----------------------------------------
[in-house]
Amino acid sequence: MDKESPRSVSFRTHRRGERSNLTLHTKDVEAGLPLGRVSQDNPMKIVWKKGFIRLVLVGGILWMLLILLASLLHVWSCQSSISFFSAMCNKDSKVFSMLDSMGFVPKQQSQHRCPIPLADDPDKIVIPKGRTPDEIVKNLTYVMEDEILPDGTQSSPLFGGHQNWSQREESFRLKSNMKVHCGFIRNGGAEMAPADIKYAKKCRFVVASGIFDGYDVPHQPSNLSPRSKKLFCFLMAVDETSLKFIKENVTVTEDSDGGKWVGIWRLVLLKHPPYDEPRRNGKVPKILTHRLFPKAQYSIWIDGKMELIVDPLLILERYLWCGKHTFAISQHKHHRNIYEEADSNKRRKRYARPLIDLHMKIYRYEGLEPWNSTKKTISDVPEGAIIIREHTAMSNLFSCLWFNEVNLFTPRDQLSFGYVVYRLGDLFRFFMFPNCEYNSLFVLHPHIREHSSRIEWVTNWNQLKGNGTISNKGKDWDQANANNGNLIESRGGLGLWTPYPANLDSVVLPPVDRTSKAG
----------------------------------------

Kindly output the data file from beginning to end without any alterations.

[in-house]
Amino acid sequence: MDKESPRSVSFRTHRRGERSNLTLHTKDVEAGLPLGRVSQDNPMKIVWKKGFIRLVLVGGILWMLLILLASLLHVWSCQSSISFFSAMCNKDSKVFSMLDSMGFVPKQQSQHRCPIPLADDPDKIVIPKGRTPDEIVKNLTYVMEDEILPDGTQSSPLFGGHQNWSQREESFRLKSNMKVHCGFIRNGGAEMAPADIKYAKKCRFVVASGIFDGYDVPHQPSNLSPRSKKLFCFLMAVDETSLKFIKENVTVTEDSDGGKWVGIWRLVLLKHPPYDEPRRNGKVPKILTHRLFPKAQYSIWIDGKMELIVDPLLILERYLWCGKHTFAISQHKHHRNIYEEADSNKRRKRYARPLIDLHMKIYRYEGLEPWNSTKKTISDVPEGAIIIREHTAMSNLFSCLWFNEVNLFTPRDQLSFGYVVYRLGDLFRFFMFPNCEYNSLFVLHPHIREHSSRIEWVTNWNQLKGNGTISNKGKDWDQANANNGNLIESRGGLGLWTPYPANLDSVVLPPVDRTSKAG